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Pay for your rescue.



 
 
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  #22  
Old May 16th 06, 06:59 PM posted to uk.rec.walking
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Default Pay for your rescue.

The message k
from Mike Clark contains these words:

Why should the taxpayer pick up the bill for overweight underexercised
unhealthy members of the public who willfully engage in a risky
lifestyle?


Which probably is a pretty fair description of bloody angus who will no
doubt come up with specious reasons why he shouldn't have to pay for his
emergency treatment.

--
Roger Chapman
  #23  
Old May 16th 06, 07:52 PM posted to uk.rec.walking
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Default Pay for your rescue.

The Tr4oll writes
Other high risk sports and activities pay for their's.

I quoted you a number of activities that have a risk attached involving
water sports - I notice you ducked (that's appropriate isn't it !)
answering those and quoted motor sport which under any circumstance is
an entertainment rather than a sport that can be undertaken by any
number of people, and then football which once again is an
entertainment which requires policing. If someone is injured playig
football then the ambulance will turn up at the tax payers' expense and
take them off to hospital - and lord only knows how many more peole get
injured playing football than mountaineers have to be rescued by
helicopter.

It is noticeable that hill walking is not considered a risk sport by
the insurance companies or else they would put limits on what one can
do abroad - hill walking not high level mountaineering - like the
limitations that exist for diving.

The point I was making about the volunteers from Mountain Rescuers
turning out to assist society in general is that they would be far less
enthusiastic about doing so if socirty didn't assist the 'sport' with
free helicopters on the few occasions they are required.

Rob

  #25  
Old May 16th 06, 10:08 PM posted to uk.rec.walking
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Default Pay for your rescue.

On Tue, 16 May 2006 15:42:35 GMT, Mark Thompson
[email protected]*_turn_up_the_heat_t o_reply*.com wrote:

Free *at the point of use*, as is the helicopter rescue service. They
are all paid for through general taxation.


But not for other high risk sports and activities as I have already
pointed out.


Which UK sports and activities have to pay for the ambulance to take them
to hospital?


Motor sports and football.


How does hill walking compare to these high risk sports and activities?
I'm presuming you use some sort of per hour risk?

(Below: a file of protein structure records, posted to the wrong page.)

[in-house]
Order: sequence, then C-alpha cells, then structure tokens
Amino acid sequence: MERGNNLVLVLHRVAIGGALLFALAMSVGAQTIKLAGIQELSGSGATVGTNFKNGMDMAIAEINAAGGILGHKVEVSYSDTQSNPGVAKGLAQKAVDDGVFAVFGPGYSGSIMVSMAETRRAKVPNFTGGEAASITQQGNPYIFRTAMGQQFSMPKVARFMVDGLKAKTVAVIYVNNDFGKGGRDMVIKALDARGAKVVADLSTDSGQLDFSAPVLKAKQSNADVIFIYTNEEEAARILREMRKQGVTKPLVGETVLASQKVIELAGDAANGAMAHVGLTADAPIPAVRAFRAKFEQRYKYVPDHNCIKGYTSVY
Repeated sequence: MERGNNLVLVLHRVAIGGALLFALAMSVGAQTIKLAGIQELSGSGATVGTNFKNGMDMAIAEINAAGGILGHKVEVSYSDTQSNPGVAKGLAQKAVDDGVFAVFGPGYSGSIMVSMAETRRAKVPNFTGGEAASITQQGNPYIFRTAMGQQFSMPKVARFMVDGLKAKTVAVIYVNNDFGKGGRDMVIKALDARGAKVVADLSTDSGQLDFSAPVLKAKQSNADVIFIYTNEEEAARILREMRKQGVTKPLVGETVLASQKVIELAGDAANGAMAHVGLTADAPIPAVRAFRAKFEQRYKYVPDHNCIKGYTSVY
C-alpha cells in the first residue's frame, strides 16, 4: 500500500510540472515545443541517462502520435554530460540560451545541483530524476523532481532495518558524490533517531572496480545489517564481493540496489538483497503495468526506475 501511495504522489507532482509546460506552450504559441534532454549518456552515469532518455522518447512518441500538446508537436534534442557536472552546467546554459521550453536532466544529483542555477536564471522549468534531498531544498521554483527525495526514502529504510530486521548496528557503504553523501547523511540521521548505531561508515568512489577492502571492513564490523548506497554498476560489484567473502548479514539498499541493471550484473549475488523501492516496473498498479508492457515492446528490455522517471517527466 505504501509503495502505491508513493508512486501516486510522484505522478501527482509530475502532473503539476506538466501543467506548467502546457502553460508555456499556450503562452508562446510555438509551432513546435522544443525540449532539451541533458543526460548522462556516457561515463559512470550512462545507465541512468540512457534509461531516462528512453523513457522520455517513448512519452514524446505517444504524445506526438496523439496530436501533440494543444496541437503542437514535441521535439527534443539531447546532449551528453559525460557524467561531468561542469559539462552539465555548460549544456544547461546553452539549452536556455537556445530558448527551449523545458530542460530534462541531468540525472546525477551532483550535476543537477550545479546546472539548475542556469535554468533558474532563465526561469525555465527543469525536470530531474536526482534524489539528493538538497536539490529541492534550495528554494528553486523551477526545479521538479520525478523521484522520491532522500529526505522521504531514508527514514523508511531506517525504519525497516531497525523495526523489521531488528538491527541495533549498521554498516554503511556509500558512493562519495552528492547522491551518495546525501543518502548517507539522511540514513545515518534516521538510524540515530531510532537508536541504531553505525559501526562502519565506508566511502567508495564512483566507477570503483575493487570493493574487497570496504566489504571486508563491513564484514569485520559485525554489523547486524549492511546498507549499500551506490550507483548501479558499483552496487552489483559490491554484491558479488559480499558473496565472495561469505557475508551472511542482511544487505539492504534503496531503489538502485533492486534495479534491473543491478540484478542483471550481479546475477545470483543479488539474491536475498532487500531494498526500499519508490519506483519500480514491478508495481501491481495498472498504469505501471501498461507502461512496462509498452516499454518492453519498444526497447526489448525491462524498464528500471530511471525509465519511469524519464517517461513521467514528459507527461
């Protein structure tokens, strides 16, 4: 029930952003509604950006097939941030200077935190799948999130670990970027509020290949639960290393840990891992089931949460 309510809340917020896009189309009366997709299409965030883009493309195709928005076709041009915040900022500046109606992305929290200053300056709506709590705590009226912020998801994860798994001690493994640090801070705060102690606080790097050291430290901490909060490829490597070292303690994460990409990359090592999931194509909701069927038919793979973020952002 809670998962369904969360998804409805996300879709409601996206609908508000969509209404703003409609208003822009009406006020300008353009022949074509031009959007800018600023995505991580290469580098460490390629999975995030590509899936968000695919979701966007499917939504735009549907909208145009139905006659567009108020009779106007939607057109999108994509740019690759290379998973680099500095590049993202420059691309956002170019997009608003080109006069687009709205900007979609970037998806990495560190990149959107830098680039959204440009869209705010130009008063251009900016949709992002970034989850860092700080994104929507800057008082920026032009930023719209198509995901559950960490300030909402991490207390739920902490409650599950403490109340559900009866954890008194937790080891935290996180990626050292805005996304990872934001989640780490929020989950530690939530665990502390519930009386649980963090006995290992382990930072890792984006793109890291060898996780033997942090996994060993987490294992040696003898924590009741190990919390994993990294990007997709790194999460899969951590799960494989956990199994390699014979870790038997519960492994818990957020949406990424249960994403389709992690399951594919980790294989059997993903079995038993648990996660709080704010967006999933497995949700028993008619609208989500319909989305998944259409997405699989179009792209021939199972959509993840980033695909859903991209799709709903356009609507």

Inaccessibility makes it more expensive than most other activities.

Angus Macmillan
www.roots-of-blood.org.uk
www.killhunting.org
www.con-servation.org.uk
  #27  
Old May 16th 06, 10:20 PM posted to uk.rec.walking
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Default Pay for your rescue.

On Tue, 16 May 2006 17:59:09 +0100, Roger
wrote:

The message k
from Mike Clark contains these words:

Why should the taxpayer pick up the bill for overweight underexercised
unhealthy members of the public who willfully engage in a risky
lifestyle?


Which probably is a pretty fair description of bloody angus who will no
doubt come up with specious reasons why he shouldn't have to pay for his
emergency treatment.


I don't think anyone should pay for emergency treatment.

But I think walkers should pay for rescue helicopters but not
ambulances or treatment.

Angus Macmillan
www.roots-of-blood.org.uk
www.killhunting.org
www.con-servation.org.uk
  #28  
Old May 16th 06, 10:25 PM posted to uk.rec.walking
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Default Pay for your rescue.

On 16 May 2006 10:52:36 -0700, "Rob G"
wrote:

The Tr4oll writes
Other high risk sports and activities pay for their's.

I quoted you a number of activities that have a risk attached involving
water sports - I notice you ducked (that's appropriate isn't it !)
answering those and quoted motor sport which under any circumstance is
an entertainment rather than a sport that can be undertaken by any
number of people, and then football which once again is an
entertainment which requires policing. If someone is injured playig
football then the ambulance will turn up at the tax payers' expense and
take them off to hospital - and lord only knows how many more peole get
injured playing football than mountaineers have to be rescued by
helicopter.


I mentioned sailing in my letter.

Ambulances are on standby at football matches and paid for by the
clubs.


It is noticeable that hill walking is not considered a risk sport by
the insurance companies or else they would put limits on what one can
do abroad - hill walking not high level mountaineering - like the
limitations that exist for diving.


There is a cost risk of being injured in inaccessible places.



The point I was making about the volunteers from Mountain Rescuers
turning out to assist society in general is that they would be far less
enthusiastic about doing so if socirty didn't assist the 'sport' with
free helicopters on the few occasions they are required.


No more so than in European countries that charge for helicopter
rescue.


Angus Macmillan
www.roots-of-blood.org.uk
www.killhunting.org
www.con-servation.org.uk
  #29  
Old May 16th 06, 10:25 PM posted to uk.rec.walking
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Default Pay for your rescue.

wrote

... and I think the government will think the
same in due course.


Or else ....... what ? People banned from the hills unless they
have valid insurance ?


 




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